Objective. To compare the reliability and credibility of Angoff-based, absolute criteria derived by faculty, alumni, and a combination of alumni and faculty judge panels.
Methods. Independently, faculty, alumni, and mixed faculty-alumni judge panels developed pass/fail criteria for an 86-item test. Generalizability and decision studies were performed. Root mean square errors (RMSE) and 95% confidence intervals were calculated for reliability and credibility assessment. School graduate performance upon the North American Licensure Examination (NAPLEX) was the comparator for credibility assessment.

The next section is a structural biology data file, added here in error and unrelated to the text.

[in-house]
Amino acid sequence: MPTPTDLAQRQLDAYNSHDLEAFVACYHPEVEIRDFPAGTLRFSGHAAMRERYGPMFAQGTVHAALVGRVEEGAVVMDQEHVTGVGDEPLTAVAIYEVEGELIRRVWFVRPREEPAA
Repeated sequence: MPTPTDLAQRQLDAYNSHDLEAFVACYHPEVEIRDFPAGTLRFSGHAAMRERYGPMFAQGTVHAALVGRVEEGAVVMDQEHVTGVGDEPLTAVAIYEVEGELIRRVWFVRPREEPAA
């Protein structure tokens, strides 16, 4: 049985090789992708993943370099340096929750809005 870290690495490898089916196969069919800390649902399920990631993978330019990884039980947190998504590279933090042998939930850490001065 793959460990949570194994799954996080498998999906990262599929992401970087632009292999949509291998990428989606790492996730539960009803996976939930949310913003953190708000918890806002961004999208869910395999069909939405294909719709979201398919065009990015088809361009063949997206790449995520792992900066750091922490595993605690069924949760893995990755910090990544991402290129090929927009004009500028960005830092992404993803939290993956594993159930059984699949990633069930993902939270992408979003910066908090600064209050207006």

Results. RMSEs were 1.06%, 1.42%, and 2.32% for the alumni, faculty, and mixed judge panels respectively. The school's NAPLEX pass rate was 97.5%. This rate triangulated well with the faculty judge panel (pass rate = 93.9%, CI95% = 87.1% - 98.2%), but did not with either mixed judge or alumni judge panels.
Conclusions. Faculty-derived criteria offer superior pass/fail decision defensibility relative to both alumni derived and mixed faculty-alumni derived criteria.
H. Glenn Anderson Jr and Arthur A. Nelson (2011). Reliability and Credibility of Progress Test Criteria Developed by Alumni, Faculty, and Mixed Alumni-Faculty Judge Panels. American Journal of Pharmaceutical Education: Volume 75, Issue 10, Article 200. doi: 10.5688/ajpe7510200